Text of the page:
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Rubio, Scott, Colleagues Introduce Bipartisan, Bicameral American Space Commerce Act
Washington D.C. — U.S. Senators Marco Rubio (R-FL), Rick Scott (R-FL), Ted Cruz (R-TX), Roger Wicker (R-MS), and Dianne Feinstein (D-CA) introduced the bipartisan, bicameral American Space Commerce Act of 2020. At a time when the U.S. has steadily decreased its dependence on foreign rockets and launch infrastructure, the American Space Commerce Act would bolster U.S. leadership in the space industry, enhance public-private partnerships with American companies, and further increase U.S. innovation. U.S. Representatives Bill Posey (R-FL) and Charlie Crist (D-FL) introduced the House version of the legislation (H.R. 6783). The legislation is supported by the Aerospace Industry Association, Blue Origin, Boeing, Space Florida, SpaceX, and ULA.
Last year, Rubio wrote an op-ed that highlighted America’s space leadership and how “[o]ur commercial space industry is thriving, and its unique partnership with NASA is producing innovation and technological advances once unthinkable.”
“American leadership in the space industry has, and will continue to be, a pillar of our nation’s economy that every American should take pride in,” Rubio said. “The American Space Commerce Act will strengthen the space industry’s public-private partnerships with American companies and ensure that our nation continues to be a global industry leader. Our nation’s history is made brighter by our incredible achievements in space. I am proud that Florida’s Space Coast continues to be America’s gateway to the stars, including this past weekend when NASA and SpaceX successfully launched the first American astronauts from American soil on an American rocket to the International Space Station in almost a decade.”
“Our nation is competing against known adversaries like Communist China and Russia in the space launch industry, and we must put American interests and national security first,” Scott said. “I’m proud to sponsor the American Space Commerce Act to enhance our nation’s self-reliance in the space industry, prioritize American businesses, and ensure our nation remains a leader in space exploration.”
“Following SpaceX and NASA’s successful and historic launch just last week, it’s important we foster a tax environment where the U.S. space industry can charter the next generation of space exploration,” Cruz said. “By allowing full expensing for space launch property, the American Space Commerce Act will strengthen America’s renewed leadership in space and bolster our commercial partners that are critical to that effort as we continue to explore the final frontier.”
“This past weekend, Americans were thrilled to see the launch of two American astronauts from U.S. soil for the first time since 2011,” Wicker said. “This legislation would support investments in our domestic space industry at a critical time and ensure American companies are competing on a level playing field with their international rivals. I hope that with continued investment our nation’s space capabilities will remain the envy of the world.”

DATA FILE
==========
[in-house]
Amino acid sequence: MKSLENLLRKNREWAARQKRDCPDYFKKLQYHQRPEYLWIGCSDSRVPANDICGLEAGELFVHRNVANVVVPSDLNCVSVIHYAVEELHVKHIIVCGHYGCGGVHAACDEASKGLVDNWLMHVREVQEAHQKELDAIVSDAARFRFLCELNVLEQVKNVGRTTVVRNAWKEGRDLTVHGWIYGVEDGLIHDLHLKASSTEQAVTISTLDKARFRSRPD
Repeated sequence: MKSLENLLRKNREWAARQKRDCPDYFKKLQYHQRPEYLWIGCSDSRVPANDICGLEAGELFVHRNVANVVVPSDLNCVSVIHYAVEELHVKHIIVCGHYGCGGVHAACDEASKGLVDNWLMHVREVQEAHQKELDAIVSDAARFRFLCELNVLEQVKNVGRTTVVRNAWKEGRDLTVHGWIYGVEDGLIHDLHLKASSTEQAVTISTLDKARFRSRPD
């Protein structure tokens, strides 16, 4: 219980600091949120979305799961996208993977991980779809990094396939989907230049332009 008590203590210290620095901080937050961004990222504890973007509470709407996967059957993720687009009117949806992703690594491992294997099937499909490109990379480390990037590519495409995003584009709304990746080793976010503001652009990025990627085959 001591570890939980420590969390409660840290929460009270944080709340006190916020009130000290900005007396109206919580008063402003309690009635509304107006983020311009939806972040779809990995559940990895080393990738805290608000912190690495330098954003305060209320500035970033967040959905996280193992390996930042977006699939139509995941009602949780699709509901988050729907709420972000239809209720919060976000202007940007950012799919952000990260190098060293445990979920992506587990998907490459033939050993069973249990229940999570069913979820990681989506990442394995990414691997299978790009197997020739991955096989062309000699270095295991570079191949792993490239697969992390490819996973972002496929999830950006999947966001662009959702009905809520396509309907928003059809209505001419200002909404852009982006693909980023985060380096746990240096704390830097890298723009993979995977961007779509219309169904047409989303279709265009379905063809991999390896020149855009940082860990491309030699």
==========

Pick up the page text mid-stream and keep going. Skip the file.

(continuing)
“Last week, SpaceX partnered with NASA to send Americans to space from U.S. soil for the first time in nearly a decade,” Feinstein said. “It was the first manned U.S. launch from a commercial space provider. This and other public-private partnerships are essential to our future space endeavors, and they need to be supported. I’m proud to join my colleagues in introducing this bill to extend the tax deduction allowance for domestic space launches so we can continue to foster the growth of our domestic commercial space industry in California and other states.”
Specifically, the American Space Commerce Act of 2020:
- Extends the additional allowance of depreciation deduction under the Tax Cuts and Jobs Act (TCJA) for qualified domestic space launch property from December 31, 2023 until January 1, 2033 if the recovery period is less than twenty years;
- Defines “qualified space launch property” as a space transportation vehicle or payload that is launched from the United States, or other property or equipment placed in service for the purpose of facilitating a space launch from the United States.
- Only considers a spacecraft launched from the United States if the spacecraft is substantially manufactured in the United States or launched from an aircraft on a flight that originated from the United States.
America has steadily decreased its dependence on foreign rockets and launch infrastructure over the last few years. Last month, NASA and SpaceX completed the first successful launch of an American astronaut from American soil on an American rocket to the International Space Station in almost a decade. This is made possible in part by public-private partnerships with American companies. The American Space Commerce Act of 2020 would extend the full expensing treatment, currently available to all businesses under the TCJA through 2022, to “qualified domestic space launch property” for an additional ten years beyond current law.
According to the U.S.- China Economic and Security Review Commission: “Beijing is executing a long-term strategy to exploit U.S. technology, talent, and capital to build up its military space and counterspace programs and advance its strategic interests at the expense of the United States. China’s zero-sum pursuit of space superiority harms U.S. economic competitiveness, weakens U.S. military advantages, and undermines strategic stability.” China is currently on track to complete most of its space exploration goals established by its 13th five-year plan, set in 2016. These goals include science satellites, deep space exploration, China’s first uncrewed Mars mission, Earth observation and navigation, new space vehicles, and heavy-lift rockets.